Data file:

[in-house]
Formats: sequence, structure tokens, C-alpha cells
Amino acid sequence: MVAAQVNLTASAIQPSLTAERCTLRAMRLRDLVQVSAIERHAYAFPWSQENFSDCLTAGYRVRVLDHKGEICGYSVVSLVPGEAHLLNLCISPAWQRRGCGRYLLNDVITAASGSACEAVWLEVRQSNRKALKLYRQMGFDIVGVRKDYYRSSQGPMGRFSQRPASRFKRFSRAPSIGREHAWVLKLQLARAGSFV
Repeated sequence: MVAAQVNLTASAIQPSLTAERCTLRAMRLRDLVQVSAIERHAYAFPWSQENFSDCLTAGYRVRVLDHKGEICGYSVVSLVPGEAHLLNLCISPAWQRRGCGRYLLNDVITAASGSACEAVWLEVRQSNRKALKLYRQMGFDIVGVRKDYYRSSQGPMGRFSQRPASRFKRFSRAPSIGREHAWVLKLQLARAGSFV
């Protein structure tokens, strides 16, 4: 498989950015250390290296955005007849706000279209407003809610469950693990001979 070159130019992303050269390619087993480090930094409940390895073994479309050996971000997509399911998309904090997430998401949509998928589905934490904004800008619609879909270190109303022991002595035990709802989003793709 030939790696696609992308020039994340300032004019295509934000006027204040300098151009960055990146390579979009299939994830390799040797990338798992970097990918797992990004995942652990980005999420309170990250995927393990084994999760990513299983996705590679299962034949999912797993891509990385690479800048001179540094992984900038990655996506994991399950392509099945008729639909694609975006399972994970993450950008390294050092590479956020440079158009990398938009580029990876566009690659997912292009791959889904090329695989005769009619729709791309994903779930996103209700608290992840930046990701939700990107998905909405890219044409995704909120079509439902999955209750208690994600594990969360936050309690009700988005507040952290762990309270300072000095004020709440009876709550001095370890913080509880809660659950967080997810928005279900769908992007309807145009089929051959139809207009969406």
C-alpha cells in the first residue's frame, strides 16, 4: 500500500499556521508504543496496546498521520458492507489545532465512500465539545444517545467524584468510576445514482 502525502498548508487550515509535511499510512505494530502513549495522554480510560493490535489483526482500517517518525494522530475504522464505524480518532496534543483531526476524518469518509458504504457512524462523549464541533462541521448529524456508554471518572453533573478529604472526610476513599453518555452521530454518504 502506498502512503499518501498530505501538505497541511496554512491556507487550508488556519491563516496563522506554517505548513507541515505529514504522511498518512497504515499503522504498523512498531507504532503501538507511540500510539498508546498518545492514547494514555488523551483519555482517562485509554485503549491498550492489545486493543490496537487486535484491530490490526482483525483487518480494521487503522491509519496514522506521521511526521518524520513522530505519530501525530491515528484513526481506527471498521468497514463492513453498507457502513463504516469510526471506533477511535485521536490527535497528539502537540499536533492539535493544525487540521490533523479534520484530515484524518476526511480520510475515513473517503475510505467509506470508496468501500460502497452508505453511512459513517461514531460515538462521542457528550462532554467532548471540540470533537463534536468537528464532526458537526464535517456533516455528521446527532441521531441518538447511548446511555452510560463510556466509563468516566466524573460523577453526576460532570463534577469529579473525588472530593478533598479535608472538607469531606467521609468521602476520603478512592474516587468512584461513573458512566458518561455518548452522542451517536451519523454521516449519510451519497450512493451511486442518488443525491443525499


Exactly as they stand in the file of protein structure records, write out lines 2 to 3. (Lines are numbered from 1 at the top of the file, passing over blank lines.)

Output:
Formats: sequence, structure tokens, C-alpha cells
Amino acid sequence: MVAAQVNLTASAIQPSLTAERCTLRAMRLRDLVQVSAIERHAYAFPWSQENFSDCLTAGYRVRVLDHKGEICGYSVVSLVPGEAHLLNLCISPAWQRRGCGRYLLNDVITAASGSACEAVWLEVRQSNRKALKLYRQMGFDIVGVRKDYYRSSQGPMGRFSQRPASRFKRFSRAPSIGREHAWVLKLQLARAGSFV